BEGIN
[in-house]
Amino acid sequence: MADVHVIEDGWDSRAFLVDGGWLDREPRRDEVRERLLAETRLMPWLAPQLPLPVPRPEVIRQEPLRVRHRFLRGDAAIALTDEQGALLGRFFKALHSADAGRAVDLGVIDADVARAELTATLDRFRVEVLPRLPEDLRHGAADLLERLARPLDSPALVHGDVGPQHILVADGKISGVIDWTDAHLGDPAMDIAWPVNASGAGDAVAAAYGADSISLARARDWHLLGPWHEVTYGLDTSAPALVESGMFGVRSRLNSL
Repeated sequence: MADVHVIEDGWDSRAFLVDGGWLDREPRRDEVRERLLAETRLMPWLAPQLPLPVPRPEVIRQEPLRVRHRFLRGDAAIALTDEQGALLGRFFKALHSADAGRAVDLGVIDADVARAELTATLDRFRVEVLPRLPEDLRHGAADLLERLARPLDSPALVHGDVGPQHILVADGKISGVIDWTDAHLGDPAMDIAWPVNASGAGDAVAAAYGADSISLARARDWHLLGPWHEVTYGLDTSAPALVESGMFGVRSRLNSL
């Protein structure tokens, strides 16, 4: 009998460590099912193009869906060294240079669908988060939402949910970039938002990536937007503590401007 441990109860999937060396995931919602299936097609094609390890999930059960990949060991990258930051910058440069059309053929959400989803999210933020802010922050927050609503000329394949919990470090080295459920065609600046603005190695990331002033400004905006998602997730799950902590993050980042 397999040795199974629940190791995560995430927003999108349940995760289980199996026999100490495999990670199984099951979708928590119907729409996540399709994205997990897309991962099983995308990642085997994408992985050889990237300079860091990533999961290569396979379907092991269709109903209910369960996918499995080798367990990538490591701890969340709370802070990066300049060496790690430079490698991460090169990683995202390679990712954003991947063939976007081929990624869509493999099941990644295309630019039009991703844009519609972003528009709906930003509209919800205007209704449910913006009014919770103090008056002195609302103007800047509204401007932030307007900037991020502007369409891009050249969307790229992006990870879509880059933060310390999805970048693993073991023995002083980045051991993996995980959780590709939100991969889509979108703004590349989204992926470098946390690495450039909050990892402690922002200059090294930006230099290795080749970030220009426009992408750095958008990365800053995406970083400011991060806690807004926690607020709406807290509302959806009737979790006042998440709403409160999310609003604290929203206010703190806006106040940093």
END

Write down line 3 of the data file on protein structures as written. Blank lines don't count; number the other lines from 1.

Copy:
Repeated sequence: MADVHVIEDGWDSRAFLVDGGWLDREPRRDEVRERLLAETRLMPWLAPQLPLPVPRPEVIRQEPLRVRHRFLRGDAAIALTDEQGALLGRFFKALHSADAGRAVDLGVIDADVARAELTATLDRFRVEVLPRLPEDLRHGAADLLERLARPLDSPALVHGDVGPQHILVADGKISGVIDWTDAHLGDPAMDIAWPVNASGAGDAVAAAYGADSISLARARDWHLLGPWHEVTYGLDTSAPALVESGMFGVRSRLNSL